Country music artist C.W. McCall dealt humorously with a runaway truck in his song “Wolf Creek Pass.” But the reality is as serious as truck driving gets. Reminding a driver of the facts about downhill braking could save a few minutes of extreme panic. It could even save a life.
Modern trucks may have ABS, but most of the brake system is mechanical technology. And ABS doesn’t do a thing to help keep brakes cool in a long, gradual descent.
A driver’s No. 1 asset in running down a long grade is the engine brake. Drivers should first bring the vehicle down to a conservative speed in the same range as that which they could maintain in an ascent, if it’s a gradual grade. The next step is to shift to a gear that puts the engine within 200 to 300 rpm of the red line approved for engine brake use, and engage the brake on all cylinders as needed. Finding the right gear is important as the retardation effect increases greatly with rpm.
Drivers also need to understand how truck brakes are activated when they press down on the treadle valve. What the treadle produces is just an air signal that travels the length of the rig. The bulk of the air is stored in tanks near each axle. The air signal from the treadle valve opens a relay valve near each axle to supply air rapidly, as signaled, to the brake chambers. The problem of downhill braking is getting all the relay valves to open.
With 10 brake drums, a modern tractor-trailer rig has enough total metal exposed to outside air to throw off the heat generated by braking. Heat is actually thrown away as fast as it is generated, and the brakes continue to operate efficiently. Problems occur if only six or eight of the 10 drums are working. This can happen if the crack pressures aren’t all the same and the driver brakes steadily at an apply pressure between those crack pressures. Both improper design and imperfect maintenance can easily skew the crack pressures, a problem referred to as a lack of brake system balance.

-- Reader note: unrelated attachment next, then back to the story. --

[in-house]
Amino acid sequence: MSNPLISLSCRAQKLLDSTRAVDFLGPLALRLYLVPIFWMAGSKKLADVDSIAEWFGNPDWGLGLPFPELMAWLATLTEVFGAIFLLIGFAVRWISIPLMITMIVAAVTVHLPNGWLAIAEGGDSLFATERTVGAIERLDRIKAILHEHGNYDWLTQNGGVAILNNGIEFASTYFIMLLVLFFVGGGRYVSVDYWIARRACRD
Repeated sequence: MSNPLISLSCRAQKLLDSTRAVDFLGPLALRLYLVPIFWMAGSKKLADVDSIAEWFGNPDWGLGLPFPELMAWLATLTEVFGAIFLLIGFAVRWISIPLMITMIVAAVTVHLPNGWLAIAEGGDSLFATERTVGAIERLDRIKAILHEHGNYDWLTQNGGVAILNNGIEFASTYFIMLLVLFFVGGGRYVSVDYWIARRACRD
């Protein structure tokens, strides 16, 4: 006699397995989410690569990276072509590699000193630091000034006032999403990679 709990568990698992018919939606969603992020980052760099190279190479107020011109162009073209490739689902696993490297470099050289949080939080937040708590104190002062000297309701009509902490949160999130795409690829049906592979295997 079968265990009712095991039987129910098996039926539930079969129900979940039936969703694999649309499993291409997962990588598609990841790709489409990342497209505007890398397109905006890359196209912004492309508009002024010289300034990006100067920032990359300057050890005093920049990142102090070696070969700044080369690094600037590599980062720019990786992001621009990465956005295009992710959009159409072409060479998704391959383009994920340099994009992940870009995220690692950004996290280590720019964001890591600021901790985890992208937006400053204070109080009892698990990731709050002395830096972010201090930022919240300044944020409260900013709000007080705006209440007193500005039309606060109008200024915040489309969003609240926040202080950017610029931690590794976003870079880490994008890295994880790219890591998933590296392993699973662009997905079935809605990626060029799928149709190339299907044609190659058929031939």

The result of having too few axles working is excessive heat in the drums doing more than their share of the work. At high temperatures drums expand away from the linings, reducing application force. Also linings lose their grips on drums at elevated temperatures. This is called heat fade, and it can result in a runaway truck.
Drivers must avoid this situation by snubbing – applying the brakes hard enough to slow the vehicle at the gentle rate typical of pulling up to a traffic light, rather than just holding a steady speed. This means losing 5 to 6 mph in about three seconds and then releasing the brakes until the speed has been regained. After that, they repeat the cycle. If the driver has an air application gauge and knows how to read it, this means an applied pressure of 20 to 30 psi.
Some drivers may complain that this action will deplete the air tanks, but it won’t if they do it right. Snubbing means all the relay valves will be well beyond their crack pressures. All the drums will be working. And if the brake system is in sound condition, the truck will not experience significant brake fade.
“Snubbing is still the best approach as you can never be sure what the balance is,” says brake expert Dick Radlinski, president of Radlinski Associates. “It will also give the driver more feedback if the brakes are not responding (i.e. fading).” Snubbing is supposed to be covered in CDL training and exams. But don’t count on that. Besides, drivers can and do forget the basics.